If you need longer than 72 months to pay your debt or you owe more than $50,000 the IRS will request a Collection Information Statement (Form 433-A or Form 433-F). These forms provide an in-depth analysis of your assets, as well as your income and expenses to help determine what you can pay on a regular basis. For example, if the financial statement shows that you can only afford $400 a month after you’ve paid your necessary expenses, that will be the amount of your installment agreement. These financial statements also play an important role in the other resolutions you may obtain.
2. Currently-Not-Collectible Status
If your financial statement shows that your expenses outweigh your income, and you don’t have assets that can pay your debt in full, then you qualify for Current-Not-Collectible (CNC) status. In this resolution, you don’t have to pay anything towards your debt. It’s like a student loan forbearance; you don’t have to pay on the debt but interest and penalties continue to accrue. The IRS may also review your account in a year or two to see if your financial situation has improved to the point where you can make monthly payments. However, it’s possible to remain in currently-not-collectible for the entire period the IRS has to collect the debt — the collection statute expiration date (CSED) which is usually 10 years from the date the tax is assessed (barring any extension of the statute). For more information on CNC, see Internal Revenue Manual 5.16.1.
3. Offer in Compromise
The last resolution I want to cover is the offer in compromise. With this agreement, you pay the IRS only a percentage of what you owe. Once you pay that amount, the rest of your debt is forgiven. This type of resolution is the most attractive of all because you pay less than you owe and have more finality than you would with CNC.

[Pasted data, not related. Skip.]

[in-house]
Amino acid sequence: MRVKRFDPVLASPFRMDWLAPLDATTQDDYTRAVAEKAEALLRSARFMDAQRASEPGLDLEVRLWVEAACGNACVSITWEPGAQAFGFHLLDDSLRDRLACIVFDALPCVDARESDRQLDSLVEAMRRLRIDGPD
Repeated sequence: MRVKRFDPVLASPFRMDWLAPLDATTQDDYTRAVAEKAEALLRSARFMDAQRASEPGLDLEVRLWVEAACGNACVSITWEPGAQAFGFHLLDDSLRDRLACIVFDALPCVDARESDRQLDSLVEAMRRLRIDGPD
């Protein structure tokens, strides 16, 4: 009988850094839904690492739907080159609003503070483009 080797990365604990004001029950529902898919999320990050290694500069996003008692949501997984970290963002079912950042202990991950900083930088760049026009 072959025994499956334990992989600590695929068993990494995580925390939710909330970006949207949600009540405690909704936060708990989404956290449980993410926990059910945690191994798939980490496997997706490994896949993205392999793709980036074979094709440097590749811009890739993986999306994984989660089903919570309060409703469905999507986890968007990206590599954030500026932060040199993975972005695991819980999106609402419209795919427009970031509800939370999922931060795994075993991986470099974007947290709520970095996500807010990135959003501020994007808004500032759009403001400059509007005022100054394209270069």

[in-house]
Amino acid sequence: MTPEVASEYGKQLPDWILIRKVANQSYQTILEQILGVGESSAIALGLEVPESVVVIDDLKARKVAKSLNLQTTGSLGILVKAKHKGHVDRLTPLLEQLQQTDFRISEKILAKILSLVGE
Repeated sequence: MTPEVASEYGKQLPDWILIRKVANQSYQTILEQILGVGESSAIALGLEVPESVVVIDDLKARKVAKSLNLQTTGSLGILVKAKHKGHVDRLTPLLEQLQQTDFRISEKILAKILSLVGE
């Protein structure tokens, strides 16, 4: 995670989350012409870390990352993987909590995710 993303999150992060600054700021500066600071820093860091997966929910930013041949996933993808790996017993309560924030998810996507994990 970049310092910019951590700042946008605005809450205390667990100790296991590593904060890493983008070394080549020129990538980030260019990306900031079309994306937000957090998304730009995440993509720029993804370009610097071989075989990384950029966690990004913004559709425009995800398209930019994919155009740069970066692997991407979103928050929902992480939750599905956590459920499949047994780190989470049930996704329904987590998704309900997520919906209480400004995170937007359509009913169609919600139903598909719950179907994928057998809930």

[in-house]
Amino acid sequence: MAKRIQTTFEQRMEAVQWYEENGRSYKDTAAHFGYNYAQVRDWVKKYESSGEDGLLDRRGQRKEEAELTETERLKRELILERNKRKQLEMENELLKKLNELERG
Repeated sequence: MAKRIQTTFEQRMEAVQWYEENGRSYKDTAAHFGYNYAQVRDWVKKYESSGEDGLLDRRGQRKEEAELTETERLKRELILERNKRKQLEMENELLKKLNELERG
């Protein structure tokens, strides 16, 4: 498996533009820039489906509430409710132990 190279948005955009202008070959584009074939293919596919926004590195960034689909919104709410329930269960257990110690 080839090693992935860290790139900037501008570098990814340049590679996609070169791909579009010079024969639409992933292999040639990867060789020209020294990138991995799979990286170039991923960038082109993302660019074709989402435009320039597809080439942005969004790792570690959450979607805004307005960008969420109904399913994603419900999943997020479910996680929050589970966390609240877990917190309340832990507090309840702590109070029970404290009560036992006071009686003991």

Unfortunately it’s not as easy as calling the IRS and offering whatever you want. You have to fill out a financial statement: this time a 433-A (OIC). In addition, you have to complete Form 656, which outlines your offer amount and why you think the offer should be accepted. The offer amount is based on your disposable income and equity in assets. Lately, it has taken a long time to get the offers processed. However, if you think you qualify, it can be a great way to get a fresh start.
These are just three ways to resolve your debt. You can also pursue other options like audit reconsideration, penalty abatement and innocent/injured spouse. I will cover these resolutions in later posts.
I know you may be anxious during these last few days before the tax deadline if you still have to file. I hope you’ll take some solace in understanding your options and the rules of the game. If you are still overwhelmed and need guidance, it’s best to contact a tax professional — either a lawyer, CPA or Enrolled Agent — who is authorized to represent you before the IRS.